Some time ago, I read an article somewhere that was written by (what seemed to me was ) an academic explaining how the historical evidence for Jesus didn’t quite add up.  He cited arguments and other studies by other academics who claimed a similar premise to support his conclusions.    He poo-pooed the  reasoning of Christians and pretty much concluded that Christian-based works and research were, essentially, fact-related opinions rather than hard fact.

Isn’t it interesting how…
Doubters believe Doubters and doubt Believers…while
Believers believe Believers and try to persuade Doubters.

Non-believers give God the burden of proving Himself to them.  Only then, maybe, just maybe, they’d probably be willing to accept that He exists.  But they’d like a refund on that acceptance, just in case it was a fluke…or a bad reaction to lunch…or some other logical explanation, you know….because they’re really not ready to accept Him anyway…even if He did prove himself.

The World gives Believers the burden of proving that there is a God worth acknowledging, let alone someone worth worshipping, let alone “joining a church” for.  But, like Non-believers, they may or may not accept that proof….because they never really wanted to know nor cared to know anyway

Want-to-Believers have the burden of proving God, to see if, by following particular instructions, they would actually get some sort of response…some blessing…from Him.   Want-to-Believers must be ready to receive that answer, regardless of the consequences.

Unsure-“Believers”  and Trying-to-“Believers” have the burden of proving themselves to God, to show their commitment to Him, their willingness to try and trust Him, and their persistence in trying to discover Him…especially when things didn’t turn out the way they expected.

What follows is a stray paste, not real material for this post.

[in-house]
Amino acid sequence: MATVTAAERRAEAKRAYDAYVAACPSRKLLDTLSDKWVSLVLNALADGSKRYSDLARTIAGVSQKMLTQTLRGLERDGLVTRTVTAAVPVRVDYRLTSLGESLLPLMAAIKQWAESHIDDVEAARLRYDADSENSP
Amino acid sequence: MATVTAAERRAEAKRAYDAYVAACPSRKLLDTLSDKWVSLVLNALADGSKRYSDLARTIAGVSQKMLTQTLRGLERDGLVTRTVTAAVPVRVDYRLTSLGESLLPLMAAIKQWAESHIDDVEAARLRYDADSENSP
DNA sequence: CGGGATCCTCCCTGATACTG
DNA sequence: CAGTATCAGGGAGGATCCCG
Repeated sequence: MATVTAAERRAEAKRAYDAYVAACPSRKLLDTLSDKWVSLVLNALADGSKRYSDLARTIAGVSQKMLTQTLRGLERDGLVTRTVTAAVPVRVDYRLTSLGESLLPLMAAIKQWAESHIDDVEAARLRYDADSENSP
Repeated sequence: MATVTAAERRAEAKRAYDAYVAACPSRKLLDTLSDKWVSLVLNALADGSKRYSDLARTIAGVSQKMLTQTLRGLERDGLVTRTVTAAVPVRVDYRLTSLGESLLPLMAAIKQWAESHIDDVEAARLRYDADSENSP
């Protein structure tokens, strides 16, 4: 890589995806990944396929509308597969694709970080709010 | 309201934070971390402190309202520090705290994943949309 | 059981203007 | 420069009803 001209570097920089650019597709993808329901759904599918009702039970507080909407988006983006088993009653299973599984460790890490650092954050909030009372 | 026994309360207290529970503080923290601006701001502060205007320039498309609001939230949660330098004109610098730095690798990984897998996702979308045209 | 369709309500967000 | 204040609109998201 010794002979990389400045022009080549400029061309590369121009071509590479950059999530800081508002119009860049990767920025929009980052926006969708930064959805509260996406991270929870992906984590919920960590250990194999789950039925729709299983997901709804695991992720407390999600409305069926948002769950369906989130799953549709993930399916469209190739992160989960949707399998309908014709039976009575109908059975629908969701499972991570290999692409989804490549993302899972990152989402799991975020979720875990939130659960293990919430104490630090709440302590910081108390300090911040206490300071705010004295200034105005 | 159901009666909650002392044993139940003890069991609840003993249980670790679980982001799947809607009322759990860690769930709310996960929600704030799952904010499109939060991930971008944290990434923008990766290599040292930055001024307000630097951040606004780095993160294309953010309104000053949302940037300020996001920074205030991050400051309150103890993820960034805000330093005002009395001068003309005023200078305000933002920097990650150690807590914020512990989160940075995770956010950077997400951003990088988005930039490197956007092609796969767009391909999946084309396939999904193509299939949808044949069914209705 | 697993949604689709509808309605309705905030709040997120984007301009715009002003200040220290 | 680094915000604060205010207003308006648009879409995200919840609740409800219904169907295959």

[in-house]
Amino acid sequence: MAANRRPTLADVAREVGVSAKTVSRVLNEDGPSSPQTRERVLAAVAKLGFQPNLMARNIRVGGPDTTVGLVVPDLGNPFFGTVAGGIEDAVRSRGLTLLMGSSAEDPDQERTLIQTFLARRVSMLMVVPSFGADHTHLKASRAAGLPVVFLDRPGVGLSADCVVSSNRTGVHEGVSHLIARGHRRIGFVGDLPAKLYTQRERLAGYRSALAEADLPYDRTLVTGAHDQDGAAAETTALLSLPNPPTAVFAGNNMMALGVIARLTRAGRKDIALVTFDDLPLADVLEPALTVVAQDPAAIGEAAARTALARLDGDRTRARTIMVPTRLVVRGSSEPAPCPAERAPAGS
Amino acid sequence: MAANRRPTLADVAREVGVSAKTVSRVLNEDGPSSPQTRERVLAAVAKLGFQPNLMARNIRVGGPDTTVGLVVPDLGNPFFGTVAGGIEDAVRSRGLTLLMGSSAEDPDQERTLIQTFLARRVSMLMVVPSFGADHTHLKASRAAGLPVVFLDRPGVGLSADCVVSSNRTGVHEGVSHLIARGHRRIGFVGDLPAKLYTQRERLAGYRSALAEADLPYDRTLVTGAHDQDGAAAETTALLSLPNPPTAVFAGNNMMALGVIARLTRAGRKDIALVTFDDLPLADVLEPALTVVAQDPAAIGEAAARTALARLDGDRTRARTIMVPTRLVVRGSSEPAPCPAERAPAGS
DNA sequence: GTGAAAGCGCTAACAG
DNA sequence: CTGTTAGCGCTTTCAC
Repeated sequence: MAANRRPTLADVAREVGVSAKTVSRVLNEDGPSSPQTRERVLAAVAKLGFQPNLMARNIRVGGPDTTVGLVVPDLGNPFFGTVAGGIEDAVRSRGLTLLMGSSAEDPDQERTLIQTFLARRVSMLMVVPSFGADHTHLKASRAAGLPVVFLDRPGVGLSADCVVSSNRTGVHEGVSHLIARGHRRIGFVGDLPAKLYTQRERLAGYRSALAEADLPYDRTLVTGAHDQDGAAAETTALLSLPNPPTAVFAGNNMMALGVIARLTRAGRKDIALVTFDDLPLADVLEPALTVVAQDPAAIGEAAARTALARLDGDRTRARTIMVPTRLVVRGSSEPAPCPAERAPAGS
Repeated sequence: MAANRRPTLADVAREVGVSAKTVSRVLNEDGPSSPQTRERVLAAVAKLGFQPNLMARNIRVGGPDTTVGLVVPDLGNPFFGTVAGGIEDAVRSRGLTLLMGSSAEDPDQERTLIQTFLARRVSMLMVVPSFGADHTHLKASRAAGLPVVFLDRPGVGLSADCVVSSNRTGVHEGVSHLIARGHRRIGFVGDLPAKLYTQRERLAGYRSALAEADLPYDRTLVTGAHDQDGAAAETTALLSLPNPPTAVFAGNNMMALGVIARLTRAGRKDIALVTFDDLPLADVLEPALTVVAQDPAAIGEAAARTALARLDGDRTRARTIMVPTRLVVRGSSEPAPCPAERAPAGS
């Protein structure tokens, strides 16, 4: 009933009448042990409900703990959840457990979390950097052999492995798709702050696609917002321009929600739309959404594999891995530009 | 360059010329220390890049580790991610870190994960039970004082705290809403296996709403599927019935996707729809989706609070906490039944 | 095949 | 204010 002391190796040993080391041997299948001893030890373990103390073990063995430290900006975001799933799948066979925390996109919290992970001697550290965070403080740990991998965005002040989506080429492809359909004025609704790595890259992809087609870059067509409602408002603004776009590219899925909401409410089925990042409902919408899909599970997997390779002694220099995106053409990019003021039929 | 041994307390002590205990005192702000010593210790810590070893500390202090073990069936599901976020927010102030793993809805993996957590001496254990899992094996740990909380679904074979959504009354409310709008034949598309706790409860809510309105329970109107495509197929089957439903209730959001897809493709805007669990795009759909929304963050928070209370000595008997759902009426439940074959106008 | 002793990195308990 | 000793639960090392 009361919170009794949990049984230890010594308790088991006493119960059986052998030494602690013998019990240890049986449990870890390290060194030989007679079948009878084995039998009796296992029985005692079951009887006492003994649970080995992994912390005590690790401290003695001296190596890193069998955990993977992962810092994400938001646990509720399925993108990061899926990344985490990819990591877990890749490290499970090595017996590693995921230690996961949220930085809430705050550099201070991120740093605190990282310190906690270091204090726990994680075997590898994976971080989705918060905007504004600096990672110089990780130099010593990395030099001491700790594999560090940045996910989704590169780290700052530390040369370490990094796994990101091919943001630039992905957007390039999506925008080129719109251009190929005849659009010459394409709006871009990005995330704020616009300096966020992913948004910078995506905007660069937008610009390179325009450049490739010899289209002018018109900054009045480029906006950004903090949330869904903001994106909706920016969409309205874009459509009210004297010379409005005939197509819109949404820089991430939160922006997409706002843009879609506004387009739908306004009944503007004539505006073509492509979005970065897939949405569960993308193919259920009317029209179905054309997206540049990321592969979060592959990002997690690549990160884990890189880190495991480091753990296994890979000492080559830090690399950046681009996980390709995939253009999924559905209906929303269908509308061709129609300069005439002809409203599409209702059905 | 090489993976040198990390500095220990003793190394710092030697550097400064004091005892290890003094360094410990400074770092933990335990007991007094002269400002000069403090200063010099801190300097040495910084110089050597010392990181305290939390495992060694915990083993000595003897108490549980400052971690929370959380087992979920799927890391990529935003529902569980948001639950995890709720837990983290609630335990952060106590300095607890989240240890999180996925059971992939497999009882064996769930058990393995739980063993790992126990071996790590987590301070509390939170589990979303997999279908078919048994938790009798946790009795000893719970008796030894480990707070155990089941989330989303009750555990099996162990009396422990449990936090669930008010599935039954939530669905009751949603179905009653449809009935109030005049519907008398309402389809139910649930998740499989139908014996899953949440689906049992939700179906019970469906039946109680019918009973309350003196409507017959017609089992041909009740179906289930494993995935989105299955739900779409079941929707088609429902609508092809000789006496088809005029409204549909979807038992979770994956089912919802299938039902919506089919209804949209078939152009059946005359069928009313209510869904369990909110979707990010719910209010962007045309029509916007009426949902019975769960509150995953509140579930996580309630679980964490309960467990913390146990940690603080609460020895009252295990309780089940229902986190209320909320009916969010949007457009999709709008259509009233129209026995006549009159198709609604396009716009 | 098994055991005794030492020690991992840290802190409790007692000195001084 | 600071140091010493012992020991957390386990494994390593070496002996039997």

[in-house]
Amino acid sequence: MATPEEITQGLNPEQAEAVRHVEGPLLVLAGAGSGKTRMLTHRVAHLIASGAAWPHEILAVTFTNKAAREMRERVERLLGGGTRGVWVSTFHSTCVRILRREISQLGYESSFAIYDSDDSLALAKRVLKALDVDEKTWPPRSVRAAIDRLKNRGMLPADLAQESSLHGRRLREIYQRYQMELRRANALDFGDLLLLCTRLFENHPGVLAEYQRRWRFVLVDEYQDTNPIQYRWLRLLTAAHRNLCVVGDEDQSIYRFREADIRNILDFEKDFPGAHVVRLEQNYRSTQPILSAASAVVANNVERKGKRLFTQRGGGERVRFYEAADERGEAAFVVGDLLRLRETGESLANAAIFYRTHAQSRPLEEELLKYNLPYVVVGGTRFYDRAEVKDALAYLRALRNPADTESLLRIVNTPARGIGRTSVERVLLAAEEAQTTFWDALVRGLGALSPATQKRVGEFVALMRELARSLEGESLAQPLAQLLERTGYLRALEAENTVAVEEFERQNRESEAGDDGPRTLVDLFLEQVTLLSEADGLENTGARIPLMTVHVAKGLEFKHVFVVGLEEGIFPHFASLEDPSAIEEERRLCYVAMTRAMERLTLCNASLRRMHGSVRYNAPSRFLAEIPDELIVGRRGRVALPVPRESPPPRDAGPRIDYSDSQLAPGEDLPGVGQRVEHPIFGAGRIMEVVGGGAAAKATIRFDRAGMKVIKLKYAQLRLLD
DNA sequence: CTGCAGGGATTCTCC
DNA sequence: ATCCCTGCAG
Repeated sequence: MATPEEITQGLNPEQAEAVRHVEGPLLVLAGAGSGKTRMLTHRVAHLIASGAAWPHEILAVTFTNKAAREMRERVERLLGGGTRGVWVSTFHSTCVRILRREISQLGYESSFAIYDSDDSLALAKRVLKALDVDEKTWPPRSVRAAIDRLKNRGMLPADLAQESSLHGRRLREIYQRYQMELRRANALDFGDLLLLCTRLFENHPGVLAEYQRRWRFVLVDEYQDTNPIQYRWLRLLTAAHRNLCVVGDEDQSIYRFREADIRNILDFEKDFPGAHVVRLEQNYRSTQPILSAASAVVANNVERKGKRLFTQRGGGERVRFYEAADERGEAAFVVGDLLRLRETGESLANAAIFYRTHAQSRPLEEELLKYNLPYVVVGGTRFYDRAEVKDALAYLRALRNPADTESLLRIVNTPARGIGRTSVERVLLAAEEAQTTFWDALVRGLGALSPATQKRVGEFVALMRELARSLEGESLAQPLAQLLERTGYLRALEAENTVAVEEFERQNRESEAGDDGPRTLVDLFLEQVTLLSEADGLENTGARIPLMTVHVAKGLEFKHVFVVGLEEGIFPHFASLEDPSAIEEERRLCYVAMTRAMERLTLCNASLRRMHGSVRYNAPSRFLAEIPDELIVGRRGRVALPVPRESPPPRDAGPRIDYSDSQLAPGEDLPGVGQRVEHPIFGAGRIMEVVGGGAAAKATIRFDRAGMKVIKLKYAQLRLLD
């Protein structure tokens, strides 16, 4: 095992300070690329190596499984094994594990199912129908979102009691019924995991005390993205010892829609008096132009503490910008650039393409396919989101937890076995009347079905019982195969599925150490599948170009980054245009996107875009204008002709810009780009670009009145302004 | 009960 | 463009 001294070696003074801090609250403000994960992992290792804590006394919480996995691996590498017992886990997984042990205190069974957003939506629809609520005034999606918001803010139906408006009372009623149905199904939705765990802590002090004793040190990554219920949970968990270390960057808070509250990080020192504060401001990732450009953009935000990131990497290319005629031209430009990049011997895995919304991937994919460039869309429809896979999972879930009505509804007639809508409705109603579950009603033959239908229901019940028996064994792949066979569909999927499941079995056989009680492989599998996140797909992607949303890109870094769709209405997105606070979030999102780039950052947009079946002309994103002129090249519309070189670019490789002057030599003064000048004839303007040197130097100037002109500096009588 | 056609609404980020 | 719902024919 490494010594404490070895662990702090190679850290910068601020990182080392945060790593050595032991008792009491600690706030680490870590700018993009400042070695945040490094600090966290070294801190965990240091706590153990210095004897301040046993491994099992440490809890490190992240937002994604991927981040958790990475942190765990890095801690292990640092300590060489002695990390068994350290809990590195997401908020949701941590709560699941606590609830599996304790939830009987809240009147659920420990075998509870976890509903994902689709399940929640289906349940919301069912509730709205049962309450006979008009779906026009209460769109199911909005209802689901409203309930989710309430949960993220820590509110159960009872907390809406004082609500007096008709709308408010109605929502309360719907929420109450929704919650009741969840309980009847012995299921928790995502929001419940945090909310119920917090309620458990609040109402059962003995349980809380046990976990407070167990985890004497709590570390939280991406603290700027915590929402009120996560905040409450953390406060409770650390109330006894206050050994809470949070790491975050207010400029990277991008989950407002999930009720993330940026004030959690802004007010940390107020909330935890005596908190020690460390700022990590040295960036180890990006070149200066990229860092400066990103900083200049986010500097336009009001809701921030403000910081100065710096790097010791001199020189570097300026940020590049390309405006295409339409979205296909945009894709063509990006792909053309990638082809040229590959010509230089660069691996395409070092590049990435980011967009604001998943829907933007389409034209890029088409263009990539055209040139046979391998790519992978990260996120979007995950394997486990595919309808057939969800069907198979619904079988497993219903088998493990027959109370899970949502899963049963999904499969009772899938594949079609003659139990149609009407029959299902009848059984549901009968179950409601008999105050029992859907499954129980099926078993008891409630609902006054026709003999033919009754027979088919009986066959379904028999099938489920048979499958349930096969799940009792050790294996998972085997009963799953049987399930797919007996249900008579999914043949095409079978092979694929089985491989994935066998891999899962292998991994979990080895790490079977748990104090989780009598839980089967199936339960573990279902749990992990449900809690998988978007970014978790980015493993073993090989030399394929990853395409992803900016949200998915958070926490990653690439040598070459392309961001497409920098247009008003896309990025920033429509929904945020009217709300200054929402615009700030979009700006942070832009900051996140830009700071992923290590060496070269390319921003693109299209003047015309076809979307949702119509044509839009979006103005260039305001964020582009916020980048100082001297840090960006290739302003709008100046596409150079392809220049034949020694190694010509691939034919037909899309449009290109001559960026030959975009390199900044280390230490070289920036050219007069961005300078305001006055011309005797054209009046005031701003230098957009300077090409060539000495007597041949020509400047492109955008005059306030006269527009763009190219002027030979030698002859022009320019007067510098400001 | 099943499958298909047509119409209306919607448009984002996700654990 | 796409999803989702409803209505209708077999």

Believers have the burden of explaining their very personal experiences with God (their personal proof of Him) to people who may doubt them, people who may listen, people who will reject them, people with a grudge with God, and people who don’t want to listen and have any part of it.  Believers also have the burden of strengthening others who have had their own experiences with God, of bolstering and confirming what they have experienced, and of sharing those experiences with others…together.

The burden of proof…then…depends on the person.  No amount of evidence of universal cosmic proportions about God will open a willfully locked heart, but the tiniest of evidence will thrust open the doors of a willingly open heart.  How could we expect to see the face of God if we’re unwilling to see His Hand in our lives?  God will not force Himself upon the one who doesn’t really want to know Him….unless that person really needs a good kick in the right direction.    And even then, the responsibility and accountability afterward comes at great personal risk for that person.   Think of Saul who became Paul in the Bible who, after his incident with Christ, became blind, then saw, then suffered persecutions and a variety of difficult events while being a missionary in and out of prison up to his death.   Even Pharaoh of Egypt, who didn’t want to know God but was forced to know His power, finally let the Israelites go with Moses, but not without a fight.  He lost his first born son, his military might, and eventually, his slaves and economic power.

Do we really want to give God the burden of proof to prove Himself to us?  Or do we take it upon ourselves to “prove Him out” on whether or not He’ll do as he promises to do?  And do we prove ourselves to Him…that we’ll trust Him, regardless of the consequences, even if we can’t see or understand “the road ahead”?

But sometimes, even that is too much of a burden for many of us.

Still, God gives us a small enough challenge…one that each one of us can all start out with….it is the burden of proving to God that we’re interested in Him…enough that we’d even want to discover Him, get to know Him, trust him daily, and ultimately want to be with Him.

Only when we show interest in Him does He reveal Himself in ways we never thought of.

The LDS Lamplighter

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